The image of the peaceful native Americans living harmoniously with nature has had a hold on the western imagination for hundreds of years. The trouble is, it’s wrong.New analysis of a 13,000 year old mastodon bone and the arrowhead stuck in it appears to prove that the first human inhabitants of North America were not only here much earlier than the old scientific consensus held; it implicates these early arrivals in the mysterious mass extinctions of Pleistocene mammals that had previously been largely blamed on climate change. From the BBC:
Not just mastodons, but woolly mammoths, sabre-toothed cats, giant sloths, camels, and teratorns (predatory birds with a nearly four-metre wingspan) – all disappeared in short order a little over 12,700 years ago.A rapidly changing climate in North America is assumed to have played a key role – as is the sophisticated stone-tool weaponry used by the Clovis hunters. But the fact that there are also humans with effective bone and antler killing technologies present in North America deeper in time suggests the hunting pressure on these animals may have been even greater than previously thought.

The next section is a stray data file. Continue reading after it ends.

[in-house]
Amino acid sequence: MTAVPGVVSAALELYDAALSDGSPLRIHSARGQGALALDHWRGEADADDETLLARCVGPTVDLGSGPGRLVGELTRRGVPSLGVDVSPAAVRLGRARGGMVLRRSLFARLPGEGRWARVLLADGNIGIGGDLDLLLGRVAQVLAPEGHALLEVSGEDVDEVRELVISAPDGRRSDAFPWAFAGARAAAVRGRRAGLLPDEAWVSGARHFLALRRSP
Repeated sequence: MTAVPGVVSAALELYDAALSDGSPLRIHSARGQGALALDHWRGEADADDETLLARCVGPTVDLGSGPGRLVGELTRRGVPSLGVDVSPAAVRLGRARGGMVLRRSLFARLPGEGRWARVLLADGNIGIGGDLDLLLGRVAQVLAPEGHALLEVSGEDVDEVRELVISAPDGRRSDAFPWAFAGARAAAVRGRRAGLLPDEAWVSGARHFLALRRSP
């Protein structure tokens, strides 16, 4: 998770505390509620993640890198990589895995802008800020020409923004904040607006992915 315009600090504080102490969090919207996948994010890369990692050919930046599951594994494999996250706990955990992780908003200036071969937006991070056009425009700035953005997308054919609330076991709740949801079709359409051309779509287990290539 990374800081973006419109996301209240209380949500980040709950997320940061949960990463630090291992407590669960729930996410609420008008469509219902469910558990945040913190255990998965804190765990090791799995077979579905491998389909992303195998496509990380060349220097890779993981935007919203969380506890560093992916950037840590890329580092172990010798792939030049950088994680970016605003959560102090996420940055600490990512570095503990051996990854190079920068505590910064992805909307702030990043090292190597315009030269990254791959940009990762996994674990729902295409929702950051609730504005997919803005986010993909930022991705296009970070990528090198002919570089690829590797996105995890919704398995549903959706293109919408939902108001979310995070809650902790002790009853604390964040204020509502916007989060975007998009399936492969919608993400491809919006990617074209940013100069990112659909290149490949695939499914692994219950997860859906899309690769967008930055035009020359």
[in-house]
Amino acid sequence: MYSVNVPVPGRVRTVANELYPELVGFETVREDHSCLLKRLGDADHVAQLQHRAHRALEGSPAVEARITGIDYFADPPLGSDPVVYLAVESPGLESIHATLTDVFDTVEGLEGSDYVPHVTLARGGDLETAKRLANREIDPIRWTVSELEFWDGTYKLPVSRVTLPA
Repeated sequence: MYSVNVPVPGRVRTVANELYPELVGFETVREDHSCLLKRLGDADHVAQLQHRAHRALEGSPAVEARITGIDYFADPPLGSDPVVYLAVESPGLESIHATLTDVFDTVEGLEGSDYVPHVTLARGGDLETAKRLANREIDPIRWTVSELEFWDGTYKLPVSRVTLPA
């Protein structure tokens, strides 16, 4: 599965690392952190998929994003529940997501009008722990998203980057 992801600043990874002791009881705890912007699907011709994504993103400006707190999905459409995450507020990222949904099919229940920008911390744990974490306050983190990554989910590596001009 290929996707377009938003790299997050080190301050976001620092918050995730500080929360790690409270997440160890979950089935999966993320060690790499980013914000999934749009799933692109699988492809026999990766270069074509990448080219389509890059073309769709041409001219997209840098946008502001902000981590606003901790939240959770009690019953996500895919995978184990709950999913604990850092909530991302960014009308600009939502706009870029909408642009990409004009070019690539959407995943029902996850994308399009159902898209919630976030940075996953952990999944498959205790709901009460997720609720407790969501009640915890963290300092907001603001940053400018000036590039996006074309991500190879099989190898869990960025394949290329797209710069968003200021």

I am on balance glad that there are no predatory birds with twelve foot wingspans circling the playgrounds of North America today and my interest is piqued by reports of rapid climate change severe enough to be credibly implicated in mass extinctions. Unless the campfires and barbecue pits of the late Stone Age generated a great deal more carbon that I would have thought possible, this seems to show that earth’s ‘modern’ climate is pretty unstable — even in the absence of human activity.And if early humans rather than climate change were largely responsible for the ecological devastation, that suggests that nature can adapt to rapid climate change much better than many greens seem to believe. Less extreme measures to deal with greenhouse gasses plus working with nature to reduce the costs could look a little more workable thanks to this fresh analysis of an ancient bone tool.